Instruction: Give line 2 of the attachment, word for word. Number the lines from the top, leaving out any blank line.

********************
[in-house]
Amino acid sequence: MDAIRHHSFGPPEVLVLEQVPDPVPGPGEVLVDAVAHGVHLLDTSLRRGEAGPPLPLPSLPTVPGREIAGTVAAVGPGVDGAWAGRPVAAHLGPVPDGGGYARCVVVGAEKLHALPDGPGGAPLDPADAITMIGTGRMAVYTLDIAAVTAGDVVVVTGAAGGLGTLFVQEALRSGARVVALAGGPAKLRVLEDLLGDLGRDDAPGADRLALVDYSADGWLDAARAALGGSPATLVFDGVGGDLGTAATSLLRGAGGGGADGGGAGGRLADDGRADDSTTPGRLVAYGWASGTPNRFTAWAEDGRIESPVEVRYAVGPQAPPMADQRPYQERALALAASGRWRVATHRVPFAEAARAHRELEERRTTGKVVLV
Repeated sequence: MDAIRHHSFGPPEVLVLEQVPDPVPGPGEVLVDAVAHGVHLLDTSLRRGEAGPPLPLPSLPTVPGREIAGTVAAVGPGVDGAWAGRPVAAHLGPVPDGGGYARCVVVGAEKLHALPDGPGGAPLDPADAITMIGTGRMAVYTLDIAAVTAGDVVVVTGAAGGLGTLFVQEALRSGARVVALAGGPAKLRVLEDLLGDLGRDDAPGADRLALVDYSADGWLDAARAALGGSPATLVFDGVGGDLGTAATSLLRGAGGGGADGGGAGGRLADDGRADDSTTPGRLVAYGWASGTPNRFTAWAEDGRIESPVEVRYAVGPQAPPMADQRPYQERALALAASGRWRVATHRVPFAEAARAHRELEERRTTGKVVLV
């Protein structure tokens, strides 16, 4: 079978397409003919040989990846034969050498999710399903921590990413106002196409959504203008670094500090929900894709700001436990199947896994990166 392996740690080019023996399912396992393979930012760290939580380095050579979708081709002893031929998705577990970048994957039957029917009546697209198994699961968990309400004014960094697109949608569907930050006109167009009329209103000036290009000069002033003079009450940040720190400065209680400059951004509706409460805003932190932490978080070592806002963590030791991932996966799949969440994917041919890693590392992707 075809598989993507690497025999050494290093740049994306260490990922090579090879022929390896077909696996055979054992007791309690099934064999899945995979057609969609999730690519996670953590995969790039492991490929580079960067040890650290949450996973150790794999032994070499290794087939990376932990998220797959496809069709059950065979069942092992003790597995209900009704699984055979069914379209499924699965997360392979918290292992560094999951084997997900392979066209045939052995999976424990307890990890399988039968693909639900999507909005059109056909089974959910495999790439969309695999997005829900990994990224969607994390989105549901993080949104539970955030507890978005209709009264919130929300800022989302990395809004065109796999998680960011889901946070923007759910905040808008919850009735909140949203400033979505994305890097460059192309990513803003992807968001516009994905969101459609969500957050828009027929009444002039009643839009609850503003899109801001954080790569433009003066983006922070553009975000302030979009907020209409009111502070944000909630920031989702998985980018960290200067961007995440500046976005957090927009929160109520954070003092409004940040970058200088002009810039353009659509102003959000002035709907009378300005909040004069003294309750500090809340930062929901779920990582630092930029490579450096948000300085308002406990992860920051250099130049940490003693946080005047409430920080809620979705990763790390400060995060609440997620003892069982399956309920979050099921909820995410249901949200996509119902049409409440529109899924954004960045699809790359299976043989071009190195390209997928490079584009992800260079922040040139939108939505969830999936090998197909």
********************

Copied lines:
Amino acid sequence: MDAIRHHSFGPPEVLVLEQVPDPVPGPGEVLVDAVAHGVHLLDTSLRRGEAGPPLPLPSLPTVPGREIAGTVAAVGPGVDGAWAGRPVAAHLGPVPDGGGYARCVVVGAEKLHALPDGPGGAPLDPADAITMIGTGRMAVYTLDIAAVTAGDVVVVTGAAGGLGTLFVQEALRSGARVVALAGGPAKLRVLEDLLGDLGRDDAPGADRLALVDYSADGWLDAARAALGGSPATLVFDGVGGDLGTAATSLLRGAGGGGADGGGAGGRLADDGRADDSTTPGRLVAYGWASGTPNRFTAWAEDGRIESPVEVRYAVGPQAPPMADQRPYQERALALAASGRWRVATHRVPFAEAARAHRELEERRTTGKVVLV